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Dr Candace Dorinda <I>Beebe</I> Pert

Dr Candace Dorinda Beebe Pert

Birth
Manhattan, New York County (Manhattan), New York, USA
Death 12 Sep 2013 (aged 67)
Potomac, Montgomery County, Maryland, USA
Burial Unknown
Memorial ID 117348899 · View Source
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Neuroscientist and researcher. Dr. Pert is considered a pioneer in the field of mind-body science and an internationally recognized pharmacologist. She discovered the opiate receptor while a graduate student at Johns Hopkins University. This earned her boss, Solomon H. Snyder, an Albert Lasker Award in 1978. This award is often a precursor to the Nobel Prize. Not content with the status quo of graduate students, and especially women, being overlooked for their contributions, Pert spoke out, laying out her contribution to the discovery and expressing her anger at being excluded. Opiate receptors in the brain are called endorphins and they respond to pain and stress like morphine and opium. In addition to decreased feelings of pain, secretion of endorphins leads to feelings of euphoria, modulation of appetite, release of sex hormones, and enhancement of the immune response. In 1975, she joined the National Institutes of Mental Health (NIMH)in Bethesda, Maryland and continued her research to include neuropeptides, used by the brain for communication. In 1982, she became the Chief of the Section on Brain Biochemistry of the Clinical Neuroscience Branch, the only female chief at NIMH, and led the team that discovered Peptide T, a chemical thought to be capable of slowing the HIV virus and improving memory in Alzheimer's patients. She wrote "Molecules of Emotion," and was an expert on Bill Moyers' 1993 PBS video production, "Healing and the Mind." In 2006 she was honored by the New York Open Center for her "leadership across the bridge between science and heart." In 2008 she received the first annual award of the Theophrastus Paracelsus Foundation in Holistic Medicine for her pioneering work in the area of psychoneuroimmunology. Dr. Pert published 252 scientific papers, and wrote or was featured in 7 books. She also lectured worldwide on peptides and their receptors and the role of these neuropeptides in the immune system, as well as on several other subjects, including her theories on emotions and mind-body communication. In December 2001, she was featured in The Washingtonian magazine as one of Washington's fifty "Best and Brightest" individuals. She also held a number of patents for the use of peptides in the treatment of psoriasis, Alzheimer's disease, chronic fatigue syndrome, stroke and head trauma. "The Sydney Morning Herald profiled Pert in 2004: As a mere graduate student, in 1972 Candace Pert discovered the brain’s opiate receptor – the cellular site where the body’s painkillers and 'bliss-makers,' the endorphins – bond with cells to weave their magic. Pert’s discovery led to a revolution in neuroscience, helping open the door to the 'information-based' model of the brain which is now replacing the old 'structuralist' model..."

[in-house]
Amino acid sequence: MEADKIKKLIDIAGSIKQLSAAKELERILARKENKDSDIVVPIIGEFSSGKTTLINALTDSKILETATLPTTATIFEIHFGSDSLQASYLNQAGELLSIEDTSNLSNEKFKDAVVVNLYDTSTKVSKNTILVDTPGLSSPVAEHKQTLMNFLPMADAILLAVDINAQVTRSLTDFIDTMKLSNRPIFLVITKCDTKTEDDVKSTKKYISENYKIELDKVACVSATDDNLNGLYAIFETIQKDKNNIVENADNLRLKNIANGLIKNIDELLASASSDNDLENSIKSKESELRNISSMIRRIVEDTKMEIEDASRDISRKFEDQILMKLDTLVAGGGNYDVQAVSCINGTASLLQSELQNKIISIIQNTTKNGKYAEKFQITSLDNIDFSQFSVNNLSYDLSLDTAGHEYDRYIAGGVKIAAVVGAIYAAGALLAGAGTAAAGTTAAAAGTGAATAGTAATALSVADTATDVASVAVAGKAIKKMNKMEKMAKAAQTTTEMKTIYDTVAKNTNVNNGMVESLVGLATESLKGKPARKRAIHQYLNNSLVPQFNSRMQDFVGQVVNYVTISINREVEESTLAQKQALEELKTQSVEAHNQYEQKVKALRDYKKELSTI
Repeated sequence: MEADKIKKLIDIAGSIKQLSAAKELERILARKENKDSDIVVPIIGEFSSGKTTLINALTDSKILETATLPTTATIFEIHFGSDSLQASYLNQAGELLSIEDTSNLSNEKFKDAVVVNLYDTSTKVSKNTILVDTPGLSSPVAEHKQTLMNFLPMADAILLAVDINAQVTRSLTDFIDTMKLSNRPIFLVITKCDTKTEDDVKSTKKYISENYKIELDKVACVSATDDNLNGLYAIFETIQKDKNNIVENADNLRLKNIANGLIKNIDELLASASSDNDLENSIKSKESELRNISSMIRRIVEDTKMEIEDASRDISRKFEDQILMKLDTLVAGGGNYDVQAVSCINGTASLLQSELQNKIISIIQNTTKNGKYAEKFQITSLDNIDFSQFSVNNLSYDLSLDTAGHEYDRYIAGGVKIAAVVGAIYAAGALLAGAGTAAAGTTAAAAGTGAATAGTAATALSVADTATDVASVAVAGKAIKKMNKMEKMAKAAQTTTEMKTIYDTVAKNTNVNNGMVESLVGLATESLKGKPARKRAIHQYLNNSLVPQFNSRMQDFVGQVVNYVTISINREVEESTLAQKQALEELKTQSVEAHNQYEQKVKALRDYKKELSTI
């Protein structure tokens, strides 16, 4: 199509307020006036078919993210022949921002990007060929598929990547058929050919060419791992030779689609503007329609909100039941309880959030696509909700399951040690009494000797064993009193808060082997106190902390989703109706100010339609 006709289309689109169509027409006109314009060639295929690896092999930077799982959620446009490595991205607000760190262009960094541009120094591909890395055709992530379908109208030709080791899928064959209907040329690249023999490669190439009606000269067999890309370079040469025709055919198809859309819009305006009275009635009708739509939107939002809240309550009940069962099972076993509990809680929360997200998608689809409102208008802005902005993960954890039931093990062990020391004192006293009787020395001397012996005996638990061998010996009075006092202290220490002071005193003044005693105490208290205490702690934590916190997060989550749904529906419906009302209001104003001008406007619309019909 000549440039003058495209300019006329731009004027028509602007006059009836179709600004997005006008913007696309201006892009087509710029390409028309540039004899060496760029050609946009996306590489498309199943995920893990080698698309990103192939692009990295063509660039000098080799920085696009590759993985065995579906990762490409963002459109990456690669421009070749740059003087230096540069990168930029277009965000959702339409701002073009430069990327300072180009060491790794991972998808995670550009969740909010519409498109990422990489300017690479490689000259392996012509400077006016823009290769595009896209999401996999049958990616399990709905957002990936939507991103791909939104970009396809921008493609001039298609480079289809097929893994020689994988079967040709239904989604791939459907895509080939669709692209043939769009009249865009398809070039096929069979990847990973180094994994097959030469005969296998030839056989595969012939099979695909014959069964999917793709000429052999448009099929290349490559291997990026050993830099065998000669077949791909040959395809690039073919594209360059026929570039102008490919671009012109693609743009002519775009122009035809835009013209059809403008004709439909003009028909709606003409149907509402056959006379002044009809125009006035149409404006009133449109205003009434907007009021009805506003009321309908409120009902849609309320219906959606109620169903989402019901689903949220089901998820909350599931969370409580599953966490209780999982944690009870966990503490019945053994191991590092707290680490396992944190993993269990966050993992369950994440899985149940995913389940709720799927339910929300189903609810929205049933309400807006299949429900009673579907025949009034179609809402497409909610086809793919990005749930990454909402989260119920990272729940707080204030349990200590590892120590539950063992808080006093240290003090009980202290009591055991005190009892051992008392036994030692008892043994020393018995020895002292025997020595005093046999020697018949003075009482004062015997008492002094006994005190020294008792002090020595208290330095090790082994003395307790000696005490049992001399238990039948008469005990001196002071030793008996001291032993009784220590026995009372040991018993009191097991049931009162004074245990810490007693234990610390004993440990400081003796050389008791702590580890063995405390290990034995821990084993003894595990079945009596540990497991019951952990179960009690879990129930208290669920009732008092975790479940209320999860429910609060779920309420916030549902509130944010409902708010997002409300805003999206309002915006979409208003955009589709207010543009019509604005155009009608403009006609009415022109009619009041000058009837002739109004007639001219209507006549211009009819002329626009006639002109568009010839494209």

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  • Created by: Daddys♥Girl
  • Added: 19 Sep 2013
  • Find A Grave Memorial 117348899
  • Find A Grave, database and images (https://www.findagrave.com : accessed ), memorial page for Dr Candace Dorinda Beebe Pert (26 Jun 1946–12 Sep 2013), Find A Grave Memorial no. 117348899, ; Maintained by Daddys♥Girl (contributor 47500466) Unknown.